As the noble Lord, Lord Whitty, pointed out, that is not the case under this directive. Indeed, it is one of the first items in the appropriate schedule to the directive. I think all I need say at this stage is that when we look again at the question of a purpose clause--because that is what this amendment is intended to reflect--we need to take account of the points which the noble Lord, Lord Whitty, made about the offshore oil and gas industry. This is almost certainly not the right form of words, but there needs to be something to indicate that here we have a significant extension of the existing controls, which hitherto have not applied to that industry.

Perhaps I may use this as a peg on which to hang a question to which I have not yet received an effective answer. If other countries in the European Union do not propose to apply this directive to offshore installations, what are the Government going to do about it? The whole purpose of having a European directive is that it shall apply throughout the European Union. I have been told--no one has suggested this is wrong--that, for instance, when the Danish Government perform the

19 Apr 1999 : Column 957

same process as we are going through now and embody the directive in domestic legislation, they do not intend to extend it to the offshore oil and gas industry. That seems to me to make a nonsense of the whole thing. I wonder whether the noble Lord, Lord Whitty, is in a position to tell us anything more about that. I say to him with respect that merely to refer to taking infraction proceedings is not a satisfactory answer.

We are still producing legislation throughout the Union in order to implement the directive. That is the moment at which these things need to be made clear. We should not wait until it is all on the statute book and then say, "Hoi, you have not done what you should have done. We shall now haul you before the European Court". That is a longstop process, as it were; the position should be made clear now. I do not see why this Parliament in this country should enact this legislation, when we are told that others do not propose to enact it in the same form or with the same substance. That would simply hamstring our own industry and put it at a competitive disadvantage vis-a-vis those of other European Union countries.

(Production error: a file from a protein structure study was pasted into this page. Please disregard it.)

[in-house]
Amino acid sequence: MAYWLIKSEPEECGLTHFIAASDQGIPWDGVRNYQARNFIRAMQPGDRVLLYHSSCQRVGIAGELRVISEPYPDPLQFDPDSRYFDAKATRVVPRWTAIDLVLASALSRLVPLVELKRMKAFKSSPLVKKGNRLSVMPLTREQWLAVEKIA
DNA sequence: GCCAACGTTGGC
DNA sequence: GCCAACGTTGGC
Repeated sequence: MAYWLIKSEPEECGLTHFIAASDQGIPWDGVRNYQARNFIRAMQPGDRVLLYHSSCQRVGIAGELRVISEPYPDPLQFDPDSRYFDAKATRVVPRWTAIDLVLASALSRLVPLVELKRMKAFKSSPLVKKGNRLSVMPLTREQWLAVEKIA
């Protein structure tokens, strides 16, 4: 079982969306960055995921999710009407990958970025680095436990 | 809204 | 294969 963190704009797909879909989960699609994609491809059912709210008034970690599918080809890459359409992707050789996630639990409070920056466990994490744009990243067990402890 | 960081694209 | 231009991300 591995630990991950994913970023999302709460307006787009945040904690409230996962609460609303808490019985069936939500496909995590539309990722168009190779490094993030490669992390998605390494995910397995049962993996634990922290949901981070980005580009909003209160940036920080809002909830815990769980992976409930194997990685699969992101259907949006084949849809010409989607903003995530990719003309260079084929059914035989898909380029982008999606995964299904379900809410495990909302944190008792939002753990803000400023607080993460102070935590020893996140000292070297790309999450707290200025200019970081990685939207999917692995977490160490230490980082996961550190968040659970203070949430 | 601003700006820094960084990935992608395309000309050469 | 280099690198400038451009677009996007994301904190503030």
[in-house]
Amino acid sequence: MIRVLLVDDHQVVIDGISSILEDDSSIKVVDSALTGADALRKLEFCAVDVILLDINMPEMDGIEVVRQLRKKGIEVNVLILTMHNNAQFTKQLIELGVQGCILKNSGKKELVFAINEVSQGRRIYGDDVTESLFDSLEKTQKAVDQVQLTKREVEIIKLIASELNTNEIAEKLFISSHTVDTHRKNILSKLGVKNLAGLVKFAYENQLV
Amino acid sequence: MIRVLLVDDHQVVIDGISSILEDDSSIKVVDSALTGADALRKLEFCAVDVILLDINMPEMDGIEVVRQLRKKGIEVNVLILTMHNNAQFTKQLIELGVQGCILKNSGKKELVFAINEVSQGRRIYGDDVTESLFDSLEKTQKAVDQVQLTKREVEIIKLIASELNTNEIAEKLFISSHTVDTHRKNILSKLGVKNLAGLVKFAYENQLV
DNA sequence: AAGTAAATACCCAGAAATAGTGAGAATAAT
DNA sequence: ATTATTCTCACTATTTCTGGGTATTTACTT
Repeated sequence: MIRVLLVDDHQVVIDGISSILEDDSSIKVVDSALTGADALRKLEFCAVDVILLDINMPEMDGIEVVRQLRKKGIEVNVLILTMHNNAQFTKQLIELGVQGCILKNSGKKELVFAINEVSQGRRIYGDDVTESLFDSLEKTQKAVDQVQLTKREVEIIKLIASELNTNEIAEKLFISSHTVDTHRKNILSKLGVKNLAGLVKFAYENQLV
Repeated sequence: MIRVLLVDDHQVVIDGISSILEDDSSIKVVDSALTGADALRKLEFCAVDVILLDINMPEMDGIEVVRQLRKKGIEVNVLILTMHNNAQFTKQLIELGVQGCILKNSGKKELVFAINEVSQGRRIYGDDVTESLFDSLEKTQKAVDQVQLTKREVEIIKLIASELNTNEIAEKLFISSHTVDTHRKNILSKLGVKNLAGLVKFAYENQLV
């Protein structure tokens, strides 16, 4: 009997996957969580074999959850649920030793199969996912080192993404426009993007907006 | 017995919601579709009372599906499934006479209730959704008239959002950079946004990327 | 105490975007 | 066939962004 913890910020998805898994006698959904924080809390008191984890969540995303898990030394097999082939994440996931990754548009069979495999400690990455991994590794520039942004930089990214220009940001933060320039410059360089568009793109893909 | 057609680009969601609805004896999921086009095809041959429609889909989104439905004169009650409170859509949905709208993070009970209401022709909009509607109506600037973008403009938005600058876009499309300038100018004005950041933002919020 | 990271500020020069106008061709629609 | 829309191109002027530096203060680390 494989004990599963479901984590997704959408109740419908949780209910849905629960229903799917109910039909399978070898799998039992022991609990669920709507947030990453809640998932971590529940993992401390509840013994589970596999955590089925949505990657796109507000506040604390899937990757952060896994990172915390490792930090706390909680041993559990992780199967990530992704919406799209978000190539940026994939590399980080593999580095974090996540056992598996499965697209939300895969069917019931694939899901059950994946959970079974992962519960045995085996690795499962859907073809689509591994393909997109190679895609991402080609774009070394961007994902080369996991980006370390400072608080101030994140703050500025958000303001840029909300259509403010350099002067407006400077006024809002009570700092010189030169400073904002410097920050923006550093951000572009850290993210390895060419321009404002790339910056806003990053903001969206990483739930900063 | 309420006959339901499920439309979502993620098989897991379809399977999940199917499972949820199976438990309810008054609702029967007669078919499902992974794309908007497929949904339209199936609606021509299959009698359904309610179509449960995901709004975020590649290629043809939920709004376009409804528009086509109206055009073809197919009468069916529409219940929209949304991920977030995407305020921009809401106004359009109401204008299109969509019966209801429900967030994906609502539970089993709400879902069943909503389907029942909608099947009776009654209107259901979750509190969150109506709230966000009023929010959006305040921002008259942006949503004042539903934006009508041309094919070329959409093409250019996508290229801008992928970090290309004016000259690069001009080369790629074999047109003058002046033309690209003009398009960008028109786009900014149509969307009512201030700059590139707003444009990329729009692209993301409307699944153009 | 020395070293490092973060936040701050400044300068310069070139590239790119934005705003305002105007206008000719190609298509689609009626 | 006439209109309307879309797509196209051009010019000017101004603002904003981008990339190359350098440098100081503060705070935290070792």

I recognise that those questions perhaps go a little wider than the new clause which I propose. Nevertheless, I hope that the noble Lord, Lord Whitty, will be able to give us a more satisfactory answer than we received at the previous Committee stage. I beg to move.

Lord Whitty: I believe that the noble Lord, Lord Jenkin, indicated that it might not be appropriate to press this amendment at this stage in its present form because of other discussions that are taking place. I refer not just to the discussions which are taking place in relation to this Committee; the regulations for implementing the directive are subject to a consultation process, of which the noble Lord is well aware, which will close on 26th May. That process is carried out by my colleagues in the DTI and a task force involving the industry which is chaired by my colleague John Battle. Indeed, my noble friend Lord Macdonald, who was present a moment ago, is the deputy chair of that body. There is quite a long way to go before the threshold issue as regards regulations is resolved in those discussions. The noble Lord is aware that the threshold to which he refers is contained in the draft regulations.

As regards the application of the measure in other European countries, our understanding is that in the case of large combustion installations--one must recognise that it is the process that is relevant here, not the location--the measure applies to installations outside territorial waters. It is also our understanding that other EU countries have understood--in some cases belatedly--that that process applies to their equivalent installations as well as to ours, and that they would therefore be subject to possible infraction proceedings if they did not introduce legislation to cover those installations. I believe that the other parliaments to which the noble Lord referred are at an even earlier stage of introducing this legislation than we are. However, all of us here are attempting to pass the legislation to comply with the directive by 30th October.

19 Apr 1999 : Column 958

I believe that by that stage the other member states--Norway through its membership of EFTA is bound by the same provisions--will have met those requirements in their legislation. I hope that in the light of those comments the noble Lord will feel able to withdraw his amendment, at least at this stage.

Lord Jenkin of Roding: I am extremely grateful to the Minister for that clarification which takes us rather further forward than was the case in February. I shall obviously want to take advice on this matter, but at this moment I beg leave to withdraw the amendment.

Amendment, by leave, withdrawn.

4.15 p.m.

Clause 1 [Regulation of polluting activities]: